Independence Day is a time to celebrate our country and what better way than with fireworks. Each year, thousands of people and usually children and teenagers are injured while using fireworks. Unfortunately most people do not realize the dangers associated with consumer fireworks. Risks associated with fireworks include devastating burns, fires, or even death. According to the NFPA, fireworks start an average of 18,500 fires per year, including 1,300 structure fires, 300 vehicle fires, and 16,900 outside and other fires. But sparklers are safe right? Absolutely not. Sparklers can get up to 1200 degrees which is hot enough to cause third-degree burns. That temperature is equivalent to a blow torch.
In 2015, U.S. hospital emergency rooms treated an estimated 11,900 people for fireworks related injuries. Among those injuries, 51% were to the extremities and 41% were to the head. Sparklers alone accounted for more than one-quarter of emergency room fireworks injuries.
By Body Part
- Hand of Finger – 36%
- Head, Face or Ear – 19%
- Eye – 19%
- Truck of Other – 11%
- Arm – 5%
- 25-44 years old– 34%
- 5-9 years old – 15%
- 10-14 years old – 11%
- 15-19 years old – 11%
- 45-65 years old – 9%
- 0-4 years old – 9%
Firework Safety Tips from the National Council on Fireworks Safety
- Obey all local laws regarding the use of fireworks.
- Know your fireworks; read the cautionary labels and performance descriptions before igniting.
- A responsible adult SHOULD supervise all firework activities. Never give fireworks to children.
- Alcohol and fireworks do not mix. Save your alcohol for after the show.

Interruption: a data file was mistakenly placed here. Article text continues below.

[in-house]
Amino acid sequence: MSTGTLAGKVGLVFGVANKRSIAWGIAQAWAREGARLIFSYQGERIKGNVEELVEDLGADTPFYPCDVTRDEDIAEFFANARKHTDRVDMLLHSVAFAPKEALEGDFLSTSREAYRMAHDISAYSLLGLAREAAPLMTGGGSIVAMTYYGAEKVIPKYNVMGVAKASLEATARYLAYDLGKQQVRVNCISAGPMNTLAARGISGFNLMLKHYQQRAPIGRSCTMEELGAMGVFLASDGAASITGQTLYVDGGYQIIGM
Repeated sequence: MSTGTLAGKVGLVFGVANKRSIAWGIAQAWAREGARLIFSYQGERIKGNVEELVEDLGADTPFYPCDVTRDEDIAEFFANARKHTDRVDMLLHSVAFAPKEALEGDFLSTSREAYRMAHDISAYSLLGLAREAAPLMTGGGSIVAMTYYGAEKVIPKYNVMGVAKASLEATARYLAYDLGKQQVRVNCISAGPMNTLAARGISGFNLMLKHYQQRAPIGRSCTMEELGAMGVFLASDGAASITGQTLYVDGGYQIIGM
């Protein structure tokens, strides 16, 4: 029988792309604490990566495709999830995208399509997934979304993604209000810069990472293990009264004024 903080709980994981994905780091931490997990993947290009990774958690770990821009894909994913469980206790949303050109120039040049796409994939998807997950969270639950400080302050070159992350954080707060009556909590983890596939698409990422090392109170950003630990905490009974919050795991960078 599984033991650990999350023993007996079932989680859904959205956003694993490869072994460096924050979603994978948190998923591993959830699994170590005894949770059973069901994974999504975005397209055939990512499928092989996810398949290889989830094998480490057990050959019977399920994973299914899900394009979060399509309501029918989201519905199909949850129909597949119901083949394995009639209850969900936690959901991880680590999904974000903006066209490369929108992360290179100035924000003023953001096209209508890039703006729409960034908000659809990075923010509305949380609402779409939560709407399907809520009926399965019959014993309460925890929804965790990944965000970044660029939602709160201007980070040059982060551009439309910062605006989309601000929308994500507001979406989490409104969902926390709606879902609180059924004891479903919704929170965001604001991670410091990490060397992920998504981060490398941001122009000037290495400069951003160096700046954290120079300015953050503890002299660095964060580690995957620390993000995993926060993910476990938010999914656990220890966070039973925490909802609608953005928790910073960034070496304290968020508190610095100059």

- Wear safety glasses when shooting fireworks.
- Light one firework at a time and then quickly move away.
- Use fireworks OUTDOORS in a clear area; away from buildings and vehicles.
- Never relight a “dud” firework. Wait 20 minutes and then soak it in a bucket of water.
- Always have a bucket of water and charged water hose nearby.
- Never carry fireworks in your POCKET or shoot them into METAL or GLASS containers.
- Do not experiment with homemade fireworks.
- Dispose of spent fireworks by wetting them down and place in a metal trash can away from any building or combustible materials until the next day.
- FAA regulations PROHIBIT the possession and transportation of fireworks in your checked baggage or carry-on luggage.
- Report illegal explosives, like M-80s and quarter sticks, to the fire or police department.
And let’s not forget the safety of our pets!
- Don’t bring your pets to a fireworks display, even a small one.
- If fireworks are being used near your home, put your pet in a safe, interior room to avoid exposure to the sound.
- Make sure your pet has an identification tag, in case it runs off during a fireworks display.
- Never shoot fireworks of any kind (consumer fireworks, sparklers, fountains, etc.) near pets.
TNT Red, White and Blue Smoke fireworks are supposed to emit colorful smoke and not supposed to explode. This fireworks company recalled 36,100 units in four states including Illinois. There have been multiple reports that the devices exploded after being lit.
Rights regarding a Fireworks Injury
The majority of injuries caused by fireworks are from the misuse of consumers. However, if you are a spectator at a fireworks show or the user of a malfunctioning firework, victims may be able to recover damages for their injuries. If you have suffered burns from fireworks, you may want to contact a personal injury attorney for advice.